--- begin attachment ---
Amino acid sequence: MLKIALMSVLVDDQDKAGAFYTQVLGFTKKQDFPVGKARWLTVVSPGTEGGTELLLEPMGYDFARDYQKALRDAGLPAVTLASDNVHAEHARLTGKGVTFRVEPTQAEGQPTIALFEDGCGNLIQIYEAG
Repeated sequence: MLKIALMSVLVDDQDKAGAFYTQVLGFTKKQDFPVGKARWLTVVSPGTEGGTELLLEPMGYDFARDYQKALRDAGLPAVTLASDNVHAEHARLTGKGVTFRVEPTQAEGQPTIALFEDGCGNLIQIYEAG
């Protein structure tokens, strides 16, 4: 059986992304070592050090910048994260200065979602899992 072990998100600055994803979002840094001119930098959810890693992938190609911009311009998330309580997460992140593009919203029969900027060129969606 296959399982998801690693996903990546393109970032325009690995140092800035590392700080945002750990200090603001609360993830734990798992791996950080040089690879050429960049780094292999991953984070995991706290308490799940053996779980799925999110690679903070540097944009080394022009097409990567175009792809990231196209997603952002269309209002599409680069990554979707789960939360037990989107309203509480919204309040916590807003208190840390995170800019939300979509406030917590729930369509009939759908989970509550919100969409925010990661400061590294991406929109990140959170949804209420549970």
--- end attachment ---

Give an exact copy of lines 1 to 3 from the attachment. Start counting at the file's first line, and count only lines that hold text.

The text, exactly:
Amino acid sequence: MLKIALMSVLVDDQDKAGAFYTQVLGFTKKQDFPVGKARWLTVVSPGTEGGTELLLEPMGYDFARDYQKALRDAGLPAVTLASDNVHAEHARLTGKGVTFRVEPTQAEGQPTIALFEDGCGNLIQIYEAG
Repeated sequence: MLKIALMSVLVDDQDKAGAFYTQVLGFTKKQDFPVGKARWLTVVSPGTEGGTELLLEPMGYDFARDYQKALRDAGLPAVTLASDNVHAEHARLTGKGVTFRVEPTQAEGQPTIALFEDGCGNLIQIYEAG
């Protein structure tokens, strides 16, 4: 059986992304070592050090910048994260200065979602899992 072990998100600055994803979002840094001119930098959810890693992938190609911009311009998330309580997460992140593009919203029969900027060129969606 296959399982998801690693996903990546393109970032325009690995140092800035590392700080945002750990200090603001609360993830734990798992791996950080040089690879050429960049780094292999991953984070995991706290308490799940053996779980799925999110690679903070540097944009080394022009097409990567175009792809990231196209997603952002269309209002599409680069990554979707789960939360037990989107309203509480919204309040916590807003208190840390995170800019939300979509406030917590729930369509009939759908989970509550919100969409925010990661400061590294991406929109990140959170949804209420549970």